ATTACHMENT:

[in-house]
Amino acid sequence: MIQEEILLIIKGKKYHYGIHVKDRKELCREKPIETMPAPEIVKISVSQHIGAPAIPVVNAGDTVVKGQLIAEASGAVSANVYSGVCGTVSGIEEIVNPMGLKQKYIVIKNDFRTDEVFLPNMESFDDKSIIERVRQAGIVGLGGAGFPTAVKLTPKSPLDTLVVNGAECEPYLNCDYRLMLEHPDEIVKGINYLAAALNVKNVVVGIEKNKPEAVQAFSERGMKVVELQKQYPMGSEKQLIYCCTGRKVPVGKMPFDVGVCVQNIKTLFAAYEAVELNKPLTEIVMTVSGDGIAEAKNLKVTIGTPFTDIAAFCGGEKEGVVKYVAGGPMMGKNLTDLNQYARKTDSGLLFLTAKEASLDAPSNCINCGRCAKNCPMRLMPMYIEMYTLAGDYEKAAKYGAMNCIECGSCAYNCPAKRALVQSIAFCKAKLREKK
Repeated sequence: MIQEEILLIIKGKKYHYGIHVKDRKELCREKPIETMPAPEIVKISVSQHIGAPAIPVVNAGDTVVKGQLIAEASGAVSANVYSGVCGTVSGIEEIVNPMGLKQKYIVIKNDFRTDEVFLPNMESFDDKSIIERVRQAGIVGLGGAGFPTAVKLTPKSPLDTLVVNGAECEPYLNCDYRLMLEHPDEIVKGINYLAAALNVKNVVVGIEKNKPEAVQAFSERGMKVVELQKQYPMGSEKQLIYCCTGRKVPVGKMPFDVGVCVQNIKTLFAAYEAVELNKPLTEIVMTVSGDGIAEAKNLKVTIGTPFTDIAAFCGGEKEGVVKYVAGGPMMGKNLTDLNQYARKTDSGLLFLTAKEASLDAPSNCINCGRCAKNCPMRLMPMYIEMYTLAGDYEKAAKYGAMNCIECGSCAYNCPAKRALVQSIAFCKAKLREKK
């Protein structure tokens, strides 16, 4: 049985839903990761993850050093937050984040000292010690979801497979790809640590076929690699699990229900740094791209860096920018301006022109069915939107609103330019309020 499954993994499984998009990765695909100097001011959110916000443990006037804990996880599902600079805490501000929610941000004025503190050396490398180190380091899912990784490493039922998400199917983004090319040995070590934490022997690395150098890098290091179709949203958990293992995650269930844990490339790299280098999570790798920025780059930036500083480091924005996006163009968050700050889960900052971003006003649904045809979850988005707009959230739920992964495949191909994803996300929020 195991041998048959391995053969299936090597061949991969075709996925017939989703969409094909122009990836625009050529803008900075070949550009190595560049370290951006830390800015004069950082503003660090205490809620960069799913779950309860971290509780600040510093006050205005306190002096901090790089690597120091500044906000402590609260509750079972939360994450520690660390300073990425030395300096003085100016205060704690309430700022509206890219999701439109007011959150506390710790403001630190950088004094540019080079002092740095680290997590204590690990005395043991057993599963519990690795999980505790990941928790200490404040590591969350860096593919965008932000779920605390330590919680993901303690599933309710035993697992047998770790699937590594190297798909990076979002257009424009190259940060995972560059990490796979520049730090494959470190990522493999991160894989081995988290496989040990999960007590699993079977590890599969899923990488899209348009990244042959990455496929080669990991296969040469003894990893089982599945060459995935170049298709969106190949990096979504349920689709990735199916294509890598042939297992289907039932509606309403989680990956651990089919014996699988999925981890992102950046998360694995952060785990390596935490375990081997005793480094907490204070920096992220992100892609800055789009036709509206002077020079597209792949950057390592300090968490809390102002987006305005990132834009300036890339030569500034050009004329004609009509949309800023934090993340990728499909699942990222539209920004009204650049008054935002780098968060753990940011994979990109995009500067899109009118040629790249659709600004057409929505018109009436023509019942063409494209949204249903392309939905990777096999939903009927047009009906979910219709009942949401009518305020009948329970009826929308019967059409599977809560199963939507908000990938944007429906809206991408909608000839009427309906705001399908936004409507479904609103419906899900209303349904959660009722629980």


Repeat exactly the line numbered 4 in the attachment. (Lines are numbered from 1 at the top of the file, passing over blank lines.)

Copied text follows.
């Protein structure tokens, strides 16, 4: 049985839903990761993850050093937050984040000292010690979801497979790809640590076929690699699990229900740094791209860096920018301006022109069915939107609103330019309020 499954993994499984998009990765695909100097001011959110916000443990006037804990996880599902600079805490501000929610941000004025503190050396490398180190380091899912990784490493039922998400199917983004090319040995070590934490022997690395150098890098290091179709949203958990293992995650269930844990490339790299280098999570790798920025780059930036500083480091924005996006163009968050700050889960900052971003006003649904045809979850988005707009959230739920992964495949191909994803996300929020 195991041998048959391995053969299936090597061949991969075709996925017939989703969409094909122009990836625009050529803008900075070949550009190595560049370290951006830390800015004069950082503003660090205490809620960069799913779950309860971290509780600040510093006050205005306190002096901090790089690597120091500044906000402590609260509750079972939360994450520690660390300073990425030395300096003085100016205060704690309430700022509206890219999701439109007011959150506390710790403001630190950088004094540019080079002092740095680290997590204590690990005395043991057993599963519990690795999980505790990941928790200490404040590591969350860096593919965008932000779920605390330590919680993901303690599933309710035993697992047998770790699937590594190297798909990076979002257009424009190259940060995972560059990490796979520049730090494959470190990522493999991160894989081995988290496989040990999960007590699993079977590890599969899923990488899209348009990244042959990455496929080669990991296969040469003894990893089982599945060459995935170049298709969106190949990096979504349920689709990735199916294509890598042939297992289907039932509606309403989680990956651990089919014996699988999925981890992102950046998360694995952060785990390596935490375990081997005793480094907490204070920096992220992100892609800055789009036709509206002077020079597209792949950057390592300090968490809390102002987006305005990132834009300036890339030569500034050009004329004609009509949309800023934090993340990728499909699942990222539209920004009204650049008054935002780098968060753990940011994979990109995009500067899109009118040629790249659709600004057409929505018109009436023509019942063409494209949204249903392309939905990777096999939903009927047009009906979910219709009942949401009518305020009948329970009826929308019967059409599977809560199963939507908000990938944007429906809206991408909608000839009427309906705001399908936004409507479904609103419906899900209303349904959660009722629980």